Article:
New Right of Board to Withdraw Support to Enable Coal to Be Worked.

Part of Coal Industry Bill – in the House of Commons at 12:00 am on 15th July 1975.

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Photo of Mr Edwin Wainwright Mr Edwin Wainwright , Dearne Valley 12:00 am, 15th July 1975

I have not for a long time heard such falsity as I have heard tonight from the Opposition. Before the nationalisation of the mines there was no talk of compensation for subsidence. [An HON. MEMBER: "Or pneumoconiosis."] The Conservatives never appreciated what happened to the miners as a result of pneumoconiosis, but that is another point.

We are told that compensation must he paid by the coalmining industry, whatever its profits are, to people affected by subsidence. I have no objections to the principle. Let us bear in mind that people are reluctant to build new factories and plants in coalmining areas. No matter how one prepares underground with packing material, about one-third to two-thirds lowers and affects the surface. The slightest deviation can cause a tremendous upset to sophisticated, automated machinery on the surface. Therefore, industry is always reluctant to come to mining areas. The hon. Member for Bosworth (Mr. Butler) knows that.

But before the nationalisation of the mines the Conservatives did not trouble about compensation. Houses could be wrecked and it did not matter. After nationalisation, Conservatives became interested and brought the matter to the fore. Of course it matters to the individuals who are affeced, but what shocks me about Opposition Members is that they are mute and quiet unless the argument is against a nationalised industry. Now that the mines are nationalised they become vociferous.

The country requires coal, and the Opposition try to put all the responsibility on the coalmining industry. They are trying to ruin the nationalised industry. Is it their intention to sterilise many areas where the coal that the nation needs exists? They are encouraging people not to build concrete rafts and not to prepare against subsidence by proposing that compensation should be payable.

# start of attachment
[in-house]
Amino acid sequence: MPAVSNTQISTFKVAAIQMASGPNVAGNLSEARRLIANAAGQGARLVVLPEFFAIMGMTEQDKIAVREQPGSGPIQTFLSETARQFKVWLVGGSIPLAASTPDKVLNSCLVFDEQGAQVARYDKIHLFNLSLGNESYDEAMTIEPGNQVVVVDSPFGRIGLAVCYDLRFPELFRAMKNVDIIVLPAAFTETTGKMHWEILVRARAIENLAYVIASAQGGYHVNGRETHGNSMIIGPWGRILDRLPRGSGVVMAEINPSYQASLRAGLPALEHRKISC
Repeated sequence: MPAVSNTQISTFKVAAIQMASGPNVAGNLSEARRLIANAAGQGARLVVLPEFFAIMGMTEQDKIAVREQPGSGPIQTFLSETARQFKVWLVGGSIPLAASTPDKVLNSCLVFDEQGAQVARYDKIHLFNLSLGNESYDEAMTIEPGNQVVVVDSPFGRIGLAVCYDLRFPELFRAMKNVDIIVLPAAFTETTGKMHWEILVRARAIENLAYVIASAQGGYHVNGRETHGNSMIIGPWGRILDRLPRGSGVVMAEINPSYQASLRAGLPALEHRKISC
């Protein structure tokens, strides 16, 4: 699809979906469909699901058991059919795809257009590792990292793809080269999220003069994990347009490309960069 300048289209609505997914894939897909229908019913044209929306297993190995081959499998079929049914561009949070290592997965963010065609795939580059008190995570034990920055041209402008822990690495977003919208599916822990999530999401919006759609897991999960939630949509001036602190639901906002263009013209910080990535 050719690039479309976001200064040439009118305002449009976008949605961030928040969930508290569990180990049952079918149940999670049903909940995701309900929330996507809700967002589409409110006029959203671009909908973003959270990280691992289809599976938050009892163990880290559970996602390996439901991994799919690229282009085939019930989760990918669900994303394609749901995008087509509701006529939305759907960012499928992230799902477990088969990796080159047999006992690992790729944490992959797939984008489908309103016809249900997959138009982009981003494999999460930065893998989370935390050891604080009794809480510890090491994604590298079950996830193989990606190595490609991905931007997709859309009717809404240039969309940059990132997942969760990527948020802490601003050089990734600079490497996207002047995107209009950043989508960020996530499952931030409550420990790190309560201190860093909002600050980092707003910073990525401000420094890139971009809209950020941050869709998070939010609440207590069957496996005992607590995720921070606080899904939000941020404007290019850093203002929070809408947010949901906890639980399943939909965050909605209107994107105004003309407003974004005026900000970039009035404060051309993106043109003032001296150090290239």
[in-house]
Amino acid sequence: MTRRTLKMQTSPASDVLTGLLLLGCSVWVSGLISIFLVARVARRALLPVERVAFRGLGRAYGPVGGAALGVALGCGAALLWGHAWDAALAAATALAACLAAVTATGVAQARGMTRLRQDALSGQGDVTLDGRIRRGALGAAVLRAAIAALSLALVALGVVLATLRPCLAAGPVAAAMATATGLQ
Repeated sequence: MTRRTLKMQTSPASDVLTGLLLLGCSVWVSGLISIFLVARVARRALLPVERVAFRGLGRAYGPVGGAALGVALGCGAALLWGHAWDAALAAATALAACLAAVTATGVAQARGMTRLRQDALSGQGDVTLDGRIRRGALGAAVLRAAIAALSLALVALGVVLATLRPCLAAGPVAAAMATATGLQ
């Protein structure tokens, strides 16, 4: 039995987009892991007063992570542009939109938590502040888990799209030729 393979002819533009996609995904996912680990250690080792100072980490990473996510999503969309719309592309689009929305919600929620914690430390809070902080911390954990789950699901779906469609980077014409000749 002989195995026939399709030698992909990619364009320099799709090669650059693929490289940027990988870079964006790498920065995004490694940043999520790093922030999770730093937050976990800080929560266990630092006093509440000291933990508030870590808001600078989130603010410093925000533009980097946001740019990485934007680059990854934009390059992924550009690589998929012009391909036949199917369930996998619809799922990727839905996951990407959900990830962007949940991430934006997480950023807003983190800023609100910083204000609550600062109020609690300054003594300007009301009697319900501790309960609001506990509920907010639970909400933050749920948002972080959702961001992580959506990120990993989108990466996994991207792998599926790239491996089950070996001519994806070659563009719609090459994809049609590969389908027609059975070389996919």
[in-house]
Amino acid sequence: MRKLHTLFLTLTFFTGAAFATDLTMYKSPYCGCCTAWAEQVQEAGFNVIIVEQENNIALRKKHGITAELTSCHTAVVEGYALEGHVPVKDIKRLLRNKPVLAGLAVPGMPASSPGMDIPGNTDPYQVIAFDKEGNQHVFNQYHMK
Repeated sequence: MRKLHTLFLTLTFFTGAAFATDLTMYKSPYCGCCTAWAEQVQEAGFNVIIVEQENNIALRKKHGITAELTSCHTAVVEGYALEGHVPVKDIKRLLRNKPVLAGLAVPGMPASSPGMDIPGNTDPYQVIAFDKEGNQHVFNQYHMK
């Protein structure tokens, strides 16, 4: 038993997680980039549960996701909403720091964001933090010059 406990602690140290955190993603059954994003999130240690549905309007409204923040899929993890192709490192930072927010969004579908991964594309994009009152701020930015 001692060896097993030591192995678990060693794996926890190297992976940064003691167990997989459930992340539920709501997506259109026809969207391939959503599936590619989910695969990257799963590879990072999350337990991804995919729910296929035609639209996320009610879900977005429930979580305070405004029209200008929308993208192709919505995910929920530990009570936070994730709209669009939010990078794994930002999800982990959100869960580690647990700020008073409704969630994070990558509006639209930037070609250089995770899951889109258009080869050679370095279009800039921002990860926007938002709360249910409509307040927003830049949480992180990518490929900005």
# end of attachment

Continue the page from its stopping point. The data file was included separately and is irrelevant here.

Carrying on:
I have no objection to the payment of compensation, but if Opposition Members want to make it impossible for the industry to be viable and productive, that is the way to do it. That is what they seek to do because they are so much against nationalised industry. Before nationalisation there were no arguments about the cost of subsidence. Since nationalisation more compensation has been paid to owner-occupiers because of damage to houses than ever before, and rightly so.

If, in spite of what industrialists do to try to make certain that the factory floor is safeguarded against subsidence, subsidence occurs, I agree that the National Coal Board should be responsible. But if we are seeking to make the coalmining industry unprofitable and non-viable let us accept the amendment.

If the nation requires miners to go below ground to mine coal, and if it wants a profitable coalmining industry, the nation must be prepared to pay for it. Let us not saddle the industry with all the faults we can find and all the misguided ideas of people who are not miners. Everyone knows that in building houses and factories preparations must be made to prevent subsidence, but there will be subsidence no matter how much packing is done below ground.

Let us not sterilise great areas of coal. It is not just the area of coal that matters. The angle of subsidence stretches out, so that there can be 10 acres of coal and 30,000 or 40,000 acres involved.

I hope that Opposition Members will not be too partisan on this issue and will be fair and just in their arguments, and make certain that they do not saddle too great a responsibility on the coalmining industry. If they do they will sterilise great areas of coal in this country which otherwise could be worked.